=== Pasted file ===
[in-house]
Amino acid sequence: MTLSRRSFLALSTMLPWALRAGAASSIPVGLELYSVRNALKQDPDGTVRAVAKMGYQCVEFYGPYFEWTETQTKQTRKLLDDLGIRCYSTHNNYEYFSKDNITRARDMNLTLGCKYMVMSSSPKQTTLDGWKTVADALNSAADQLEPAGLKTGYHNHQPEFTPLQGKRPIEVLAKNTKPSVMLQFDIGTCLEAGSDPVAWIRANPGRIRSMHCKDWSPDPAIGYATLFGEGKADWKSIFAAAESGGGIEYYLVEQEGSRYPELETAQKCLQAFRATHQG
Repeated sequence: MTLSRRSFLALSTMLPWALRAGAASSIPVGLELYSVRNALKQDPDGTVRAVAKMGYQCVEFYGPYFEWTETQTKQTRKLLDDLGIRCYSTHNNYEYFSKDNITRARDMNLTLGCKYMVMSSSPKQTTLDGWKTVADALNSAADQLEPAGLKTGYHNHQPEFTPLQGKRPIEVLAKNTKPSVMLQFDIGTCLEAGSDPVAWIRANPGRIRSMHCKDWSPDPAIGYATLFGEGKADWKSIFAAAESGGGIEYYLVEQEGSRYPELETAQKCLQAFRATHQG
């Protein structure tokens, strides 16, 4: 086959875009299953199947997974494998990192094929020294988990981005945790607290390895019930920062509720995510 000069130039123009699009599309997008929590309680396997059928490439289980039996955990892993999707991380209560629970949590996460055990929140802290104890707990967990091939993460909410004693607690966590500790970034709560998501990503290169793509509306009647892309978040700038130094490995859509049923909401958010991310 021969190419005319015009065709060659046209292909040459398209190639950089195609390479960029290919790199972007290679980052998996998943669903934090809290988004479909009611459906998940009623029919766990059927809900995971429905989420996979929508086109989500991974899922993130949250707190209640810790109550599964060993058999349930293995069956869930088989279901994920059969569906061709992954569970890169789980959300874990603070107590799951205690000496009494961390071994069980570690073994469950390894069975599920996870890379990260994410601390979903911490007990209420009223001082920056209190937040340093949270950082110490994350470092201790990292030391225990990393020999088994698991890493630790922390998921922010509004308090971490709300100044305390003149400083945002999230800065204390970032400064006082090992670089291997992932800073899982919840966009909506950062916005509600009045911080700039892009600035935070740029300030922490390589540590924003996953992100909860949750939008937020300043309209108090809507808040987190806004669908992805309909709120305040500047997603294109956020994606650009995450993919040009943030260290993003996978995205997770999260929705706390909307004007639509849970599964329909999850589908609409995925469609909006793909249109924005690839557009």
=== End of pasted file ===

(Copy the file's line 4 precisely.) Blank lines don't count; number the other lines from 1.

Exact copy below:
């Protein structure tokens, strides 16, 4: 086959875009299953199947997974494998990192094929020294988990981005945790607290390895019930920062509720995510 000069130039123009699009599309997008929590309680396997059928490439289980039996955990892993999707991380209560629970949590996460055990929140802290104890707990967990091939993460909410004693607690966590500790970034709560998501990503290169793509509306009647892309978040700038130094490995859509049923909401958010991310 021969190419005319015009065709060659046209292909040459398209190639950089195609390479960029290919790199972007290679980052998996998943669903934090809290988004479909009611459906998940009623029919766990059927809900995971429905989420996979929508086109989500991974899922993130949250707190209640810790109550599964060993058999349930293995069956869930088989279901994920059969569906061709992954569970890169789980959300874990603070107590799951205690000496009494961390071994069980570690073994469950390894069975599920996870890379990260994410601390979903911490007990209420009223001082920056209190937040340093949270950082110490994350470092201790990292030391225990990393020999088994698991890493630790922390998921922010509004308090971490709300100044305390003149400083945002999230800065204390970032400064006082090992670089291997992932800073899982919840966009909506950062916005509600009045911080700039892009600035935070740029300030922490390589540590924003996953992100909860949750939008937020300043309209108090809507808040987190806004669908992805309909709120305040500047997603294109956020994606650009995450993919040009943030260290993003996978995205997770999260929705706390909307004007639509849970599964329909999850589908609409995925469609909006793909249109924005690839557009």